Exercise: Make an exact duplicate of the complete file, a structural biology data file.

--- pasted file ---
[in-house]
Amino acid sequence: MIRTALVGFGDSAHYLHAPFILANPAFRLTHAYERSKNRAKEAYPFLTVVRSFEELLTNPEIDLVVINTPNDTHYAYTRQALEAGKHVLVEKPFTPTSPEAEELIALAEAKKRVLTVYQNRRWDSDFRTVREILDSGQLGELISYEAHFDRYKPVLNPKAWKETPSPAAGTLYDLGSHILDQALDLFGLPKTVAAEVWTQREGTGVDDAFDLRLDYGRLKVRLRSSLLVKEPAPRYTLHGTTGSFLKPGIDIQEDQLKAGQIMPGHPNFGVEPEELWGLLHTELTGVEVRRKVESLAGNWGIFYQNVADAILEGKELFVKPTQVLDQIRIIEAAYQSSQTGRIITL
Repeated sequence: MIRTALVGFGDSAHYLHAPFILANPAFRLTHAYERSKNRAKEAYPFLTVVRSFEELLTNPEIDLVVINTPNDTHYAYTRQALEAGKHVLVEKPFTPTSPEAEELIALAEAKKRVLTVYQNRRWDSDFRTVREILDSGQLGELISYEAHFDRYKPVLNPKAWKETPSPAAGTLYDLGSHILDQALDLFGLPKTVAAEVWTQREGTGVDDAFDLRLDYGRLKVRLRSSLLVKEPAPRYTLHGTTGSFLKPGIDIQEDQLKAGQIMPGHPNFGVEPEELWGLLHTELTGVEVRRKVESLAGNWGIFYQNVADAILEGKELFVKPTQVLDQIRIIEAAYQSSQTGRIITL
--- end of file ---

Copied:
[in-house]
Amino acid sequence: MIRTALVGFGDSAHYLHAPFILANPAFRLTHAYERSKNRAKEAYPFLTVVRSFEELLTNPEIDLVVINTPNDTHYAYTRQALEAGKHVLVEKPFTPTSPEAEELIALAEAKKRVLTVYQNRRWDSDFRTVREILDSGQLGELISYEAHFDRYKPVLNPKAWKETPSPAAGTLYDLGSHILDQALDLFGLPKTVAAEVWTQREGTGVDDAFDLRLDYGRLKVRLRSSLLVKEPAPRYTLHGTTGSFLKPGIDIQEDQLKAGQIMPGHPNFGVEPEELWGLLHTELTGVEVRRKVESLAGNWGIFYQNVADAILEGKELFVKPTQVLDQIRIIEAAYQSSQTGRIITL
Repeated sequence: MIRTALVGFGDSAHYLHAPFILANPAFRLTHAYERSKNRAKEAYPFLTVVRSFEELLTNPEIDLVVINTPNDTHYAYTRQALEAGKHVLVEKPFTPTSPEAEELIALAEAKKRVLTVYQNRRWDSDFRTVREILDSGQLGELISYEAHFDRYKPVLNPKAWKETPSPAAGTLYDLGSHILDQALDLFGLPKTVAAEVWTQREGTGVDDAFDLRLDYGRLKVRLRSSLLVKEPAPRYTLHGTTGSFLKPGIDIQEDQLKAGQIMPGHPNFGVEPEELWGLLHTELTGVEVRRKVESLAGNWGIFYQNVADAILEGKELFVKPTQVLDQIRIIEAAYQSSQTGRIITL